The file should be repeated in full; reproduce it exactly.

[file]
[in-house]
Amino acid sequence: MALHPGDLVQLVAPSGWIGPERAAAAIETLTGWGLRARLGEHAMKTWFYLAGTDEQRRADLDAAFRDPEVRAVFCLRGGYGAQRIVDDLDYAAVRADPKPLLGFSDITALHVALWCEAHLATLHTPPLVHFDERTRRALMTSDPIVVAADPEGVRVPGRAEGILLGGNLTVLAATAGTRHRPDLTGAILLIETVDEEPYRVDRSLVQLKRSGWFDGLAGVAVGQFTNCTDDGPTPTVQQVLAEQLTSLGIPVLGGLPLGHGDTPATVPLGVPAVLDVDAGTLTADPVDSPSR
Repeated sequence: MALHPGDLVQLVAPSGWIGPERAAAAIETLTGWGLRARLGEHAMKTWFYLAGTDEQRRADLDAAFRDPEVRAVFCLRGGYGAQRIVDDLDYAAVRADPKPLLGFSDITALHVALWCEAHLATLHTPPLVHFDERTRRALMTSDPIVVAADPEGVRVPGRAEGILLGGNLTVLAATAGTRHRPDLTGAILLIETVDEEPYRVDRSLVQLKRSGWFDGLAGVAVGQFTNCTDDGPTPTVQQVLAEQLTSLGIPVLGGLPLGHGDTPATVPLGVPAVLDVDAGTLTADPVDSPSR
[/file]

[in-house]
Amino acid sequence: MALHPGDLVQLVAPSGWIGPERAAAAIETLTGWGLRARLGEHAMKTWFYLAGTDEQRRADLDAAFRDPEVRAVFCLRGGYGAQRIVDDLDYAAVRADPKPLLGFSDITALHVALWCEAHLATLHTPPLVHFDERTRRALMTSDPIVVAADPEGVRVPGRAEGILLGGNLTVLAATAGTRHRPDLTGAILLIETVDEEPYRVDRSLVQLKRSGWFDGLAGVAVGQFTNCTDDGPTPTVQQVLAEQLTSLGIPVLGGLPLGHGDTPATVPLGVPAVLDVDAGTLTADPVDSPSR
Repeated sequence: MALHPGDLVQLVAPSGWIGPERAAAAIETLTGWGLRARLGEHAMKTWFYLAGTDEQRRADLDAAFRDPEVRAVFCLRGGYGAQRIVDDLDYAAVRADPKPLLGFSDITALHVALWCEAHLATLHTPPLVHFDERTRRALMTSDPIVVAADPEGVRVPGRAEGILLGGNLTVLAATAGTRHRPDLTGAILLIETVDEEPYRVDRSLVQLKRSGWFDGLAGVAVGQFTNCTDDGPTPTVQQVLAEQLTSLGIPVLGGLPLGHGDTPATVPLGVPAVLDVDAGTLTADPVDSPSR